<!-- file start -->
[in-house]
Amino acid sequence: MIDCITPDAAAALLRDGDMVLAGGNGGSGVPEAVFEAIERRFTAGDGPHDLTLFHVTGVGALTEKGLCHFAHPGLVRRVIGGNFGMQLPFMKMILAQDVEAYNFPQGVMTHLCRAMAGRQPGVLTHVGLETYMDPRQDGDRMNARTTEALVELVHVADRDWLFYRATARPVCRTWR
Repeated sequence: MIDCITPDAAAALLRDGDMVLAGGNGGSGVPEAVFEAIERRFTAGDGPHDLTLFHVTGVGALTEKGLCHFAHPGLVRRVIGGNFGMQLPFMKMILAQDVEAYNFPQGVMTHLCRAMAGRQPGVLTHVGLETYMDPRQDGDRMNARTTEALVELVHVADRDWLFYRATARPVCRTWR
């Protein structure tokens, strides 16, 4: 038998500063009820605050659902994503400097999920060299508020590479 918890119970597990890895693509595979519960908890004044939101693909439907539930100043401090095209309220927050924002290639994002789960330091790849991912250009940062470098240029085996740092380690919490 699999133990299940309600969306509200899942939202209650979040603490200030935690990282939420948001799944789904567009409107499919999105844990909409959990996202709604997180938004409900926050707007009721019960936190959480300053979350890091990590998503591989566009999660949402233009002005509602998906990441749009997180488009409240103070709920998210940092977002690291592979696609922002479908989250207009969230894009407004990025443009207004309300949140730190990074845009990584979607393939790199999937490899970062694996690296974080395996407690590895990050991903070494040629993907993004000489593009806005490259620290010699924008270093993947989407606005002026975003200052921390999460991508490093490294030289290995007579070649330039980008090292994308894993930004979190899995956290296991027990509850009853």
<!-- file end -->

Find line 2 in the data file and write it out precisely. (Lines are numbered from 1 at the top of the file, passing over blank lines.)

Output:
Amino acid sequence: MIDCITPDAAAALLRDGDMVLAGGNGGSGVPEAVFEAIERRFTAGDGPHDLTLFHVTGVGALTEKGLCHFAHPGLVRRVIGGNFGMQLPFMKMILAQDVEAYNFPQGVMTHLCRAMAGRQPGVLTHVGLETYMDPRQDGDRMNARTTEALVELVHVADRDWLFYRATARPVCRTWR